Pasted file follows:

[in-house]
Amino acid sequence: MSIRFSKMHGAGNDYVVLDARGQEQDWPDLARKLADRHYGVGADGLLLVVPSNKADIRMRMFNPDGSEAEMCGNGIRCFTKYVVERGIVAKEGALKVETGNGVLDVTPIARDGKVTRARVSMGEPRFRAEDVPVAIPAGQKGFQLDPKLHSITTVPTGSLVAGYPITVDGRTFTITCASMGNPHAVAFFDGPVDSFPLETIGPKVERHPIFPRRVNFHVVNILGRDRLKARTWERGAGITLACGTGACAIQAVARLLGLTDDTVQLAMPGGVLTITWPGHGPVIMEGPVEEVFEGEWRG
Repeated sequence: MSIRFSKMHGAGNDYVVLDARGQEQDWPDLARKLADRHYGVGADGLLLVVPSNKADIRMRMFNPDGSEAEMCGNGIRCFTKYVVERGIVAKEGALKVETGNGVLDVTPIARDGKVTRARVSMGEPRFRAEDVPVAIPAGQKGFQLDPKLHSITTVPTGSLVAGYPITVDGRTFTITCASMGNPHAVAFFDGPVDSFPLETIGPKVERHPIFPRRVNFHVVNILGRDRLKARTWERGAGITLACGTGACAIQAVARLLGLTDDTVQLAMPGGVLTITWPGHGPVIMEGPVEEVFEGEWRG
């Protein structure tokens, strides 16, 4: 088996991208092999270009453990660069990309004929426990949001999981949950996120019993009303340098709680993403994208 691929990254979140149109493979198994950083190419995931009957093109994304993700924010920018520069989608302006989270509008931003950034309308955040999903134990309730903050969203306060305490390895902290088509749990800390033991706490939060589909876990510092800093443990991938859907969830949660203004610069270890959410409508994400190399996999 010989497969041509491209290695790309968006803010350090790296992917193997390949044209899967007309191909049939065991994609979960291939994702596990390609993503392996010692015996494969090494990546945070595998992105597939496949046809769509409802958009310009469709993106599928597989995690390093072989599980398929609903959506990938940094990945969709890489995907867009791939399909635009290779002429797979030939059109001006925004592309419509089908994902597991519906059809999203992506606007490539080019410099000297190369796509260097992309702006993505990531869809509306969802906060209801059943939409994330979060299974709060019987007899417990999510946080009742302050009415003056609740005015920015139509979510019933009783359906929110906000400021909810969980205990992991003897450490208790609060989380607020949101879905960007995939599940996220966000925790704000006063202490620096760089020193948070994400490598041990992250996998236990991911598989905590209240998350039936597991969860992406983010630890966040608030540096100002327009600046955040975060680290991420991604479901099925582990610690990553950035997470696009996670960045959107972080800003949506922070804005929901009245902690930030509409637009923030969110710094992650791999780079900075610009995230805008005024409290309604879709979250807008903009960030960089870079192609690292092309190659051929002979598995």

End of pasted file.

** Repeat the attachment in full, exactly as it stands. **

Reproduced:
[in-house]
Amino acid sequence: MSIRFSKMHGAGNDYVVLDARGQEQDWPDLARKLADRHYGVGADGLLLVVPSNKADIRMRMFNPDGSEAEMCGNGIRCFTKYVVERGIVAKEGALKVETGNGVLDVTPIARDGKVTRARVSMGEPRFRAEDVPVAIPAGQKGFQLDPKLHSITTVPTGSLVAGYPITVDGRTFTITCASMGNPHAVAFFDGPVDSFPLETIGPKVERHPIFPRRVNFHVVNILGRDRLKARTWERGAGITLACGTGACAIQAVARLLGLTDDTVQLAMPGGVLTITWPGHGPVIMEGPVEEVFEGEWRG
Repeated sequence: MSIRFSKMHGAGNDYVVLDARGQEQDWPDLARKLADRHYGVGADGLLLVVPSNKADIRMRMFNPDGSEAEMCGNGIRCFTKYVVERGIVAKEGALKVETGNGVLDVTPIARDGKVTRARVSMGEPRFRAEDVPVAIPAGQKGFQLDPKLHSITTVPTGSLVAGYPITVDGRTFTITCASMGNPHAVAFFDGPVDSFPLETIGPKVERHPIFPRRVNFHVVNILGRDRLKARTWERGAGITLACGTGACAIQAVARLLGLTDDTVQLAMPGGVLTITWPGHGPVIMEGPVEEVFEGEWRG
């Protein structure tokens, strides 16, 4: 088996991208092999270009453990660069990309004929426990949001999981949950996120019993009303340098709680993403994208 691929990254979140149109493979198994950083190419995931009957093109994304993700924010920018520069989608302006989270509008931003950034309308955040999903134990309730903050969203306060305490390895902290088509749990800390033991706490939060589909876990510092800093443990991938859907969830949660203004610069270890959410409508994400190399996999 010989497969041509491209290695790309968006803010350090790296992917193997390949044209899967007309191909049939065991994609979960291939994702596990390609993503392996010692015996494969090494990546945070595998992105597939496949046809769509409802958009310009469709993106599928597989995690390093072989599980398929609903959506990938940094990945969709890489995907867009791939399909635009290779002429797979030939059109001006925004592309419509089908994902597991519906059809999203992506606007490539080019410099000297190369796509260097992309702006993505990531869809509306969802906060209801059943939409994330979060299974709060019987007899417990999510946080009742302050009415003056609740005015920015139509979510019933009783359906929110906000400021909810969980205990992991003897450490208790609060989380607020949101879905960007995939599940996220966000925790704000006063202490620096760089020193948070994400490598041990992250996998236990991911598989905590209240998350039936597991969860992406983010630890966040608030540096100002327009600046955040975060680290991420991604479901099925582990610690990553950035997470696009996670960045959107972080800003949506922070804005929901009245902690930030509409637009923030969110710094992650791999780079900075610009995230805008005024409290309604879709979250807008903009960030960089870079192609690292092309190659051929002979598995």